Golomb-Codes and Rice-Codes are only efficient, if the Symbols you want to encode have a geometric distribution or near geometric distribution. ( d(n)=(1-p) pn ). This is a code which can encode even infinite values, but the encoded symbol grows in size when further away from 0, since they are less probable than values near 0. This is why you spend more bits on less probable symbols and few bits on very probable symbols.
A Golomb code is a variable length code. Where each symbol could be encoded at different legth. The less probable, the longer the encoding. Each symbol is encoded by multiple bits and you write the encoding bit by bit, regardless if you encountered a magic 8, 16, 32, or 64 bit bound. The code is not meant to be read/written byte, word, int or long, this is what you do, when writing the encoded data to the disk. If you must spend 33 bits for a given symbol, you must spend it, otherwise the code is not reversible. But you must read or write bitwise.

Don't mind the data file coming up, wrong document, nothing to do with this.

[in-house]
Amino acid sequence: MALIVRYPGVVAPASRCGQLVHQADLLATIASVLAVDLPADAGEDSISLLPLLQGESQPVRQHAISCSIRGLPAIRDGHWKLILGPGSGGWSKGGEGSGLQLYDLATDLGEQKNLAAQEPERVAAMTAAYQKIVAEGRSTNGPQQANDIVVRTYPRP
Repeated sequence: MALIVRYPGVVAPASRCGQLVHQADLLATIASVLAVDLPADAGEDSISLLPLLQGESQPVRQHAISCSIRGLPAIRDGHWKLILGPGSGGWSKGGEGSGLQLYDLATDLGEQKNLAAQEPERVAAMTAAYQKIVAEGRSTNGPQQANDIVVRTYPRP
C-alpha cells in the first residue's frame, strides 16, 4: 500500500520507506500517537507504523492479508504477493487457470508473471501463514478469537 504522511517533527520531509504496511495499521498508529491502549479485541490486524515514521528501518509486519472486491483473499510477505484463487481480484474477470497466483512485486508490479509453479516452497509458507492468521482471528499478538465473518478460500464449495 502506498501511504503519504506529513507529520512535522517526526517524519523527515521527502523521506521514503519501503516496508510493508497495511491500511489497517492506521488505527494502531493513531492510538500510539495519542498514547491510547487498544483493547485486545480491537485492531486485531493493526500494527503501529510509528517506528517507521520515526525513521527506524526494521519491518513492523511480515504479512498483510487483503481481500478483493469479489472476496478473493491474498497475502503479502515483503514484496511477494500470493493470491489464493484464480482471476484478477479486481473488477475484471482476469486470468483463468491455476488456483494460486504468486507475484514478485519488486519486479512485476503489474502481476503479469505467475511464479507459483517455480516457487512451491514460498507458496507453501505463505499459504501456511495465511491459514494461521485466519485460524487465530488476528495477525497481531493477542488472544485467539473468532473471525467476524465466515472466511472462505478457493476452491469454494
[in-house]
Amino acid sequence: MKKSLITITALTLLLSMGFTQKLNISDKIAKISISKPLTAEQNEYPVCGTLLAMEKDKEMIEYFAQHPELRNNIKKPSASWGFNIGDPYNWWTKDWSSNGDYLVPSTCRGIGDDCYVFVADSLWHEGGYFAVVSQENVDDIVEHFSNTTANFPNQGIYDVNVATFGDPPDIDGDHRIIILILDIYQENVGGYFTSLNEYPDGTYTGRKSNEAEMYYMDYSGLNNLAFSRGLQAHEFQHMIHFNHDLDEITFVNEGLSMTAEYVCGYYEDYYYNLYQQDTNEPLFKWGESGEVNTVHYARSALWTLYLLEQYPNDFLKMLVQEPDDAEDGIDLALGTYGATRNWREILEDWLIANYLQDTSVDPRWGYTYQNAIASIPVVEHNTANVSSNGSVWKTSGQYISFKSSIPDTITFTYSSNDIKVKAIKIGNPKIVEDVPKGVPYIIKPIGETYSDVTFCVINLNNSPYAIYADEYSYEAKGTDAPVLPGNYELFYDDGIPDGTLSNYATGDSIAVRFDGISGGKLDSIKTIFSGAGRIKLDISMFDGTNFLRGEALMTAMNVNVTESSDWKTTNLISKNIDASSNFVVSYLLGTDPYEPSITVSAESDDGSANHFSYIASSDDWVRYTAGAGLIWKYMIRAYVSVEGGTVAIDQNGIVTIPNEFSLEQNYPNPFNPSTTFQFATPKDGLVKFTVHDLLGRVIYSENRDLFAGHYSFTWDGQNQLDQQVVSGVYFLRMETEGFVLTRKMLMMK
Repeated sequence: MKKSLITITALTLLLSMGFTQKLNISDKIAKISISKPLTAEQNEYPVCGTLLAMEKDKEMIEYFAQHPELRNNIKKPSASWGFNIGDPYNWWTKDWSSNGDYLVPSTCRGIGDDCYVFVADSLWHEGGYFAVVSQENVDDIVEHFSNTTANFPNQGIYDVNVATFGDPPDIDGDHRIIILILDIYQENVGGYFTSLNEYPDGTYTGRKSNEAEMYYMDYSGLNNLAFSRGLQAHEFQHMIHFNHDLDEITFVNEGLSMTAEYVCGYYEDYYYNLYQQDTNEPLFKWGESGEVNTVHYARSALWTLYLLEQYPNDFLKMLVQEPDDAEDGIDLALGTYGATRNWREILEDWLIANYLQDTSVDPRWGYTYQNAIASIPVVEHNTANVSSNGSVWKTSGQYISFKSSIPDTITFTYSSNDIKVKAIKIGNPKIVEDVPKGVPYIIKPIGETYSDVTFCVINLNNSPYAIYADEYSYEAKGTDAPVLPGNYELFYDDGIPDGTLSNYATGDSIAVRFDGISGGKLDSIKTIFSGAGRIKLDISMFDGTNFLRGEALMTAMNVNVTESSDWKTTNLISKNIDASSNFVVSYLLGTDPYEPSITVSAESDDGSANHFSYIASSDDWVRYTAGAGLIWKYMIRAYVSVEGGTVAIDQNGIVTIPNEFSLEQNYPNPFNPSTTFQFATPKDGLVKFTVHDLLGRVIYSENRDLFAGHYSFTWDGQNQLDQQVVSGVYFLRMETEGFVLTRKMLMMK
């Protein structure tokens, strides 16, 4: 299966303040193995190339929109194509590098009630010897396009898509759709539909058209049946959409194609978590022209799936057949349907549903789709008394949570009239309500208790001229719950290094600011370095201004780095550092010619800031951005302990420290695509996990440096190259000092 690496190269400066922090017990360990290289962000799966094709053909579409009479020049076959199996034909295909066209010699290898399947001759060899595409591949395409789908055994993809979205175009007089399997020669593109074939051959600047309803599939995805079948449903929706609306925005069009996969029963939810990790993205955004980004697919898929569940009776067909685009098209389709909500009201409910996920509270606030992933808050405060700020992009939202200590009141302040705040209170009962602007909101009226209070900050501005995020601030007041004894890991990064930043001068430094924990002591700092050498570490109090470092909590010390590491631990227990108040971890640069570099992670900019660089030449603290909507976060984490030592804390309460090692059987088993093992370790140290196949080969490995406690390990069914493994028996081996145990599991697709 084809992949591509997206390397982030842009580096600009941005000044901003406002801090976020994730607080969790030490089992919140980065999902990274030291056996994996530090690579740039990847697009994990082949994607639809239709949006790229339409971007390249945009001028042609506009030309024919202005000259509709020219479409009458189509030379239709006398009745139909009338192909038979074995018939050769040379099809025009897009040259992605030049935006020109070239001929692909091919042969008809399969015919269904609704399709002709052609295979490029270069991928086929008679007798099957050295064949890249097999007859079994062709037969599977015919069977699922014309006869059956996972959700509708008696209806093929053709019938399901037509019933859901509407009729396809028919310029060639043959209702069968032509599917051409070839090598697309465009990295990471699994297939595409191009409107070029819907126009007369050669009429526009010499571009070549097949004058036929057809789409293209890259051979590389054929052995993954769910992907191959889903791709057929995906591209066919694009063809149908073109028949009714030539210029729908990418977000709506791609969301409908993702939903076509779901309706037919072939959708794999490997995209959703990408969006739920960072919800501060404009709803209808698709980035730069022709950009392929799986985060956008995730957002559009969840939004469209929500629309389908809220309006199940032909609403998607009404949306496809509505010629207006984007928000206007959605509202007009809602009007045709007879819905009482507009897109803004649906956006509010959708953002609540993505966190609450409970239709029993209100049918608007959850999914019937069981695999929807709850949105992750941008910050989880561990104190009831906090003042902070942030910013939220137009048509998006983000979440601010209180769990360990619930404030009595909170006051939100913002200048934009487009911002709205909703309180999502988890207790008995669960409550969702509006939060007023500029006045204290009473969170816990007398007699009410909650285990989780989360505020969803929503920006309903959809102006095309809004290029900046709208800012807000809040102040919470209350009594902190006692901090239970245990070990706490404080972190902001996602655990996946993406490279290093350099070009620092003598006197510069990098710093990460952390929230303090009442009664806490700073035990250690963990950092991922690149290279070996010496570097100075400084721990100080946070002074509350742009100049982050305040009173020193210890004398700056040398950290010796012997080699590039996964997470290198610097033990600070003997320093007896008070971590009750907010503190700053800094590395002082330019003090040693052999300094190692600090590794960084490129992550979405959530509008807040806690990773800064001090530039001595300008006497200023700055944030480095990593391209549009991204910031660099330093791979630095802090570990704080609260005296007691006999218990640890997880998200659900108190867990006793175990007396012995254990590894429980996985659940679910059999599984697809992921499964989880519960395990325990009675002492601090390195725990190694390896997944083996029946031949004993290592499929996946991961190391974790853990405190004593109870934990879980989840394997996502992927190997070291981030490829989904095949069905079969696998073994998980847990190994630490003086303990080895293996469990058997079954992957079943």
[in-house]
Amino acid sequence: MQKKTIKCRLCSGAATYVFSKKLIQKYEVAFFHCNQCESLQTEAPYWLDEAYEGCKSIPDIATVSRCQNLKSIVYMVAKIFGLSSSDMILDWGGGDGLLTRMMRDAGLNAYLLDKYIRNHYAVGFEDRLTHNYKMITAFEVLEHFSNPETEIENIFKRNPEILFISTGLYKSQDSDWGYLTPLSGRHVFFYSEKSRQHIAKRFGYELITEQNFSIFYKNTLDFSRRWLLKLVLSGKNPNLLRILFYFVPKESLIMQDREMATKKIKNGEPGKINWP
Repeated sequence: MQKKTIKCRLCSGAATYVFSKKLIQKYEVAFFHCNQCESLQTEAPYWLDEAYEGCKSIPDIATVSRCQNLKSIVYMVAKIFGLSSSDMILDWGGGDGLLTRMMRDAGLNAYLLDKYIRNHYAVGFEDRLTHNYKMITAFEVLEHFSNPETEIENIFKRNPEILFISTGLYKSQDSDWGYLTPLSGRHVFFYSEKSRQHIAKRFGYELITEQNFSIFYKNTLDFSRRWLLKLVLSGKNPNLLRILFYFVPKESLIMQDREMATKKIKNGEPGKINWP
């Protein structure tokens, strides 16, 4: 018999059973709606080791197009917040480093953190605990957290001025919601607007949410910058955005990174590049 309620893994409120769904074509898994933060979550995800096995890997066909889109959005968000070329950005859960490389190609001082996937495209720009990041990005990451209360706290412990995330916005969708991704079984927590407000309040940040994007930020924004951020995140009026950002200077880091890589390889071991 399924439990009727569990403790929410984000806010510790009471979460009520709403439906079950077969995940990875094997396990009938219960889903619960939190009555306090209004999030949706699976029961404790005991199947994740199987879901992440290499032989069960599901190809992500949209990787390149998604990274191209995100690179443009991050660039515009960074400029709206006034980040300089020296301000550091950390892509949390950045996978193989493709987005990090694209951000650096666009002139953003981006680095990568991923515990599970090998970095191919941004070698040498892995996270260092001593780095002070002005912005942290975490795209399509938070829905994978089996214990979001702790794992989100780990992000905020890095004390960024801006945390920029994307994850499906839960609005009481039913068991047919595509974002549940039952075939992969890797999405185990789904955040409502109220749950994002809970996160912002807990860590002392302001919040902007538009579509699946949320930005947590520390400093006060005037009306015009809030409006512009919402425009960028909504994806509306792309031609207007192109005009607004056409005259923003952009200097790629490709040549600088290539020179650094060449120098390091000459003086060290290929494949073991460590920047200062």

In your example the value 120 would create a 31 bit prefix and some extrabits 2 for the code. But on the other hand 120 is 2-30 times less probable than 0. Thus it is completely perfect to spend this "much" bits for it.
The selection of the optimal M depends on the given distribution. Golomb-Coding and Rice-Coding (which is a special case of Golomb coding) are used in image compression and video compression, because it is easy to implement and is fast in processing.